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  Jane Miller
BSc  PhD  ECPC


 
 
 
 

Articles -- You choose

This is it - NOW. It’s all you have. And you can choose to grumble about the past, worry about the future and be miserable OR appreciate and make the most of this moment.

This may sound naïve but unless you are being physically tortured or immediately threatened by a tiger about to pounce on you, it is absolutely true.

You are the only one responsible for your state of being. You may say that some other person is “making you” angry or miserable, but how you react to that person’s actions is your choice.

You may say that your situation is “making you” miserable, but it is you who are choosing to react this way.

Let’s take an example. Say your boss comes over to your desk with a report that you have written, and says, “This is the worst report I’ve ever read!”

Your initial reaction might be to feel upset and defensive, but when you notice those feelings you can decide to see this as a challenge and change to a more productive mindset. Your response might be, “Oh dear! That won’t do. Can we sit down and discuss what is needed to make this an excellent report?”

In that simple statement, you have:

  • Shifted focus off of yourself and to the report. (i.e. staying task focused)
  • Shifted from a negative situation to a positive goal.
  • Found a possible learning resource.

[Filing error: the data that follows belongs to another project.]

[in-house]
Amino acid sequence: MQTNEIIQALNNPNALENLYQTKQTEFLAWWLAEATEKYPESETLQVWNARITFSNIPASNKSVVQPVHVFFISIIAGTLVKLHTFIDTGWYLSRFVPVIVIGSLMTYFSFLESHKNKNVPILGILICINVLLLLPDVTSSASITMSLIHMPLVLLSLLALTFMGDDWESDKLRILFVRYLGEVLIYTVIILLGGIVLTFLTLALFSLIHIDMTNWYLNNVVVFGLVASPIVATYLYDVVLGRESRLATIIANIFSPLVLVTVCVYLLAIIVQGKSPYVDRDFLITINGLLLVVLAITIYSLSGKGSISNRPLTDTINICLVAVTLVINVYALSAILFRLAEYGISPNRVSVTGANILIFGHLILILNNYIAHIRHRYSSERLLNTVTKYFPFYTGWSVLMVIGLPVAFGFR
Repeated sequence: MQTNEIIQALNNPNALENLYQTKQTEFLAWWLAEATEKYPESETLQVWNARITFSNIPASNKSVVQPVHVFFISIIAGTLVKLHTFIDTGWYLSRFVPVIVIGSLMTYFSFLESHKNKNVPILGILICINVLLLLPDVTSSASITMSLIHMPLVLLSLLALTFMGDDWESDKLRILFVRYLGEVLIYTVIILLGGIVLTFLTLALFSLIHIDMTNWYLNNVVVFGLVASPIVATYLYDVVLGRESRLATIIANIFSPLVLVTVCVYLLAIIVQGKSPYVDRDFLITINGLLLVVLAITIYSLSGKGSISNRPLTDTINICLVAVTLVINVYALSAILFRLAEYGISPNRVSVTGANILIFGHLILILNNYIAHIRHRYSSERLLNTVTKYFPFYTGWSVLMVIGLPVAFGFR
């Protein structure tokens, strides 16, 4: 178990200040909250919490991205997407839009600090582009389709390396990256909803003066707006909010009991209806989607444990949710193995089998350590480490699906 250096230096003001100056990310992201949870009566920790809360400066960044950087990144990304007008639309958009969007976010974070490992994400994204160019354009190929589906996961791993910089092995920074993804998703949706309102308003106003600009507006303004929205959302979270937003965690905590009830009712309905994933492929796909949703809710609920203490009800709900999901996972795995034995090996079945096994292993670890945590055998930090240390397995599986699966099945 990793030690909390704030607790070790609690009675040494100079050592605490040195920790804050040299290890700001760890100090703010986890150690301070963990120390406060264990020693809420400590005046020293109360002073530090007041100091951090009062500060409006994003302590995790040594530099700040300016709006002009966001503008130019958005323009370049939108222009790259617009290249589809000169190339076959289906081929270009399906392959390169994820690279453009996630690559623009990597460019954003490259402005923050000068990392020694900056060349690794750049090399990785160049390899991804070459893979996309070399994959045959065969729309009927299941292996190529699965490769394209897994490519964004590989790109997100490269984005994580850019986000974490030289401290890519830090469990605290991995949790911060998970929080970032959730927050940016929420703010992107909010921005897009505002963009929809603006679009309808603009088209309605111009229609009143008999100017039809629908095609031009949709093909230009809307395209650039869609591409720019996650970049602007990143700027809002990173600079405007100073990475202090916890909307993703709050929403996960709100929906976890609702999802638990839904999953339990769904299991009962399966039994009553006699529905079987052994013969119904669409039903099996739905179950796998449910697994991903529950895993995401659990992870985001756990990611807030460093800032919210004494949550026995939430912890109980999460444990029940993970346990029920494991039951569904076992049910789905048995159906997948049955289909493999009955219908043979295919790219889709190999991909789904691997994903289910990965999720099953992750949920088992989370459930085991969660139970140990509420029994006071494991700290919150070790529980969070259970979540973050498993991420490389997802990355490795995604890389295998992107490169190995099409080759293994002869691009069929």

• Offered your boss the opportunity to be a mentor.

Your biggest enemy is the one inside yourself. Your initial reaction (upset, defensiveness) was caused by your inner critic that says you’re not good enough. It is so important to make peace with this inner critic. That does not mean ‘shutting it down’. Instead, bring it forward and find out what it wants. In truth, it will be satisfied if it knows that you’re doing your best and that you will learn from your failures. And sometimes you learn that you’re simply not good in certain areas and that’s ok. You can’t be good at everything!

By adopting a caring, balanced perspective, you are giving your inner critic the role of pointing out where you could use some improvement, while at the same time saying it’s ok to fail sometimes.

The key principles are simple:

  • self-understanding (know your strengths and weaknesses) and
  • self-love (love yourself exactly as you are).

So, now when your boss criticizes your work, you are ok with not having done a stellar job, and are fully prepared and happy to work on improving. You see it as an opportunity and look for resources that you can use to develop your skills.

The same applies to dealing with situations. Whatever your situation, you can sink into desolation, or you can look around for opportunities to brighten your day. Sometimes you may find joy in sitting with someone and listening with understanding and compassion. Or watching the sunrise. Or simply appreciating what you have.

You can choose to be joyful right now, in this moment. It’s up to you.


 
 
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